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Schinderhannes bartelsi

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Schinderhannes bartelsi
Temporal range: Early Devonian 408–400 Ma
The one known specimen of Schinderhannes. Credit: Steinmann Institute/University of Bonn
Scientific classification e
Kingdom: Animalia
Clade: Euarthropoda
Class: Dinocaridida
Order: Radiodonta
Family: Hurdiidae
Genus: Schinderhannes
Species: S. bartelsi
Binomial name
Schinderhannes bartelsi
Kühl, Briggs & Rust, 2009

Schinderhannes bartelsi is an anomalocarid known from one specimen from the lower Devonian Hunsrück Slates. Its discovery was astonishing because previously, anomalocaridids were known only from exceptionally well-preserved fossil beds (Lagerstätten) from the Cambrian, 100 million years earlier.[1]

Anomalocaridids, such as Anomalocaris, were organisms thought to be distantly related to the arthropods. These creatures looked quite unlike any organism living today—they had segmented exoskeletons, with lateral lobes used for swimming, typically large compound eyes, often set on stalks, and most strikingly, a pair of large, claw-like great appendages that resembled headless shrimp. These appendages are thought to have passed food to the animal's mouth, which resembled a ring of sliced pineapple.[2]


The single specimen was discovered in the Eschenbach-Bocksberg Quarry in Bundenbach, and is named after the outlaw Schinderhannes who frequented the area. Its specific epithet bartelsi honours Christoph Bartels, a Hunsrück Slate expert. The specimen is now housed in the Naturhistorisches Museum, Mainz.[1]


Life restoration

Schinderhannes is about 10 centimetres (3.9 in) long; like other anomalocaridids, it bears a pair of great appendages (very similar to those of Hurdia),[3] a radial Peytoia 'pineapple-ring' mouth, and large, stalked, compound eyes. It has 12 body segments; large flap-like structures used for swimming protrude from the 11th segment, and from just behind the head.[1]


The preserved contents of its digestive tract are typical of those of other predators',[4] and this lifestyle is supported by the raptor-like nature of the spiny great appendages and the size of the eyes.[1] The organism was clearly a competent swimmer, propelling itself with the 'flippers' attached to its head, and using its wing-like lobes on the 11th segment to steer.[1] These lobes presumably derived from the lateral lobes of Cambrian anomalocaridids, ancestors that used lobes along their sides to swim, and lacked the specializations of Schinderhannes.[1]


The organism's discovery was most significant because of the huge range extension of the anomalocaridids it caused: the group was only previously known from lagerstätten of the lower-to-middle Cambrian, 100 million years before. This underlined the utility of lagerstätten like the Hunsrück Slate: these exceptionally preserved fossil horizons may be the only available opportunity to observe non-mineralised forms.[5]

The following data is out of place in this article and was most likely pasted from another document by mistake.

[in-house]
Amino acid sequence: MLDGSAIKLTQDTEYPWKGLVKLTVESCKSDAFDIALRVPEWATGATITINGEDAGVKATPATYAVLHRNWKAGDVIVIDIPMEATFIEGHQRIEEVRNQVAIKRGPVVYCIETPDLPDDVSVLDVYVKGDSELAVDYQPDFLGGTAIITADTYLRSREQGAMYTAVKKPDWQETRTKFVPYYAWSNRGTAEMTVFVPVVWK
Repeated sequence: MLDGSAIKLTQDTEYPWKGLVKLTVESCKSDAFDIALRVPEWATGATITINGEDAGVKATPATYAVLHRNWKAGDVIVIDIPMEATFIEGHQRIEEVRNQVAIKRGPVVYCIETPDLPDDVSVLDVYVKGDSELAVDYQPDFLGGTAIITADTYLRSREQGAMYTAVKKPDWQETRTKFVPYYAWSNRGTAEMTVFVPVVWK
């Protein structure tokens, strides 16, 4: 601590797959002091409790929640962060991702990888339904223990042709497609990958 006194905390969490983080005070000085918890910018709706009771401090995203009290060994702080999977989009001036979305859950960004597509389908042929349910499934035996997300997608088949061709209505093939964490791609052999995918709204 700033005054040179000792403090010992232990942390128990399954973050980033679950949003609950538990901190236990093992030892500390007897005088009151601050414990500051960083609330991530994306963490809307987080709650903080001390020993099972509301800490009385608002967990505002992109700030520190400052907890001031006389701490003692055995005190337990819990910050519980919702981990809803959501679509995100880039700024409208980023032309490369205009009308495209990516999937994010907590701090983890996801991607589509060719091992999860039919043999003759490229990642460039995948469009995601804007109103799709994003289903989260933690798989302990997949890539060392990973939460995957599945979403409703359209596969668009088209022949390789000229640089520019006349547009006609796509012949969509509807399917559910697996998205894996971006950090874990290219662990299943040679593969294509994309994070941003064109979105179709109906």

The organism has also prompted novel hypotheses about the classification of early arthropods. One classification scheme has Schinderhannes classified basally to the crown arthropods, but closer to that group than Anomalocaris. This would mean that the crown arthropod lineage evolved from a paraphyletic grade of anomalocaridids, and that the group of early arthropods with short 'great appendages' are not a natural grouping.[1] The biramous limb of arthropods may then have arisen through fusion of anomalocaridid lateral lobes and gills.[3]


  1. ^ a b c d e f g Gabriele Kühl, Derek E. G. Briggs & Jes Rust (2009). "A great-appendage arthropod with a radial mouth from the Lower Devonian Hunsrück Slate, Germany". Science. 323 (5915): 771–773. Bibcode:2009Sci...323..771K. doi:10.1126/science.1166586. PMID 19197061. 
  2. ^ Stephen Jay Gould (1989). Wonderful Life: The Burgess Shale and the Nature of History. W. W. Norton & Company. ISBN 978-0-393-02705-1. 
  3. ^ a b Allison C. Daley, Graham E. Budd, Jean-Bernard Caron, Gregory D. Edgecombe & Desmond Collins (2009). "The Burgess Shale anomalocaridid Hurdia and its significance for early euarthropod evolution". Science. 323 (5921): 1597–1600. Bibcode:2009Sci...323.1597D. doi:10.1126/science.1169514. PMID 19299617. 
  4. ^ Nicholas J. Butterfield (2002). "Leanchoilia, and the interpretation of three-dimensional structures in Burgess Shale-type fossils". Paleobiology. 28 (1): 155–171. doi:10.1666/0094-8373(2002)028<0155:LGATIO>2.0.CO;2. JSTOR 3595514. 
  5. ^ Nicholas J. Butterfield (1995). "Secular distribution of Burgess-Shale-type preservation". Lethaia. 28 (1): 1–13. doi:10.1111/j.1502-3931.1995.tb01587.x. 

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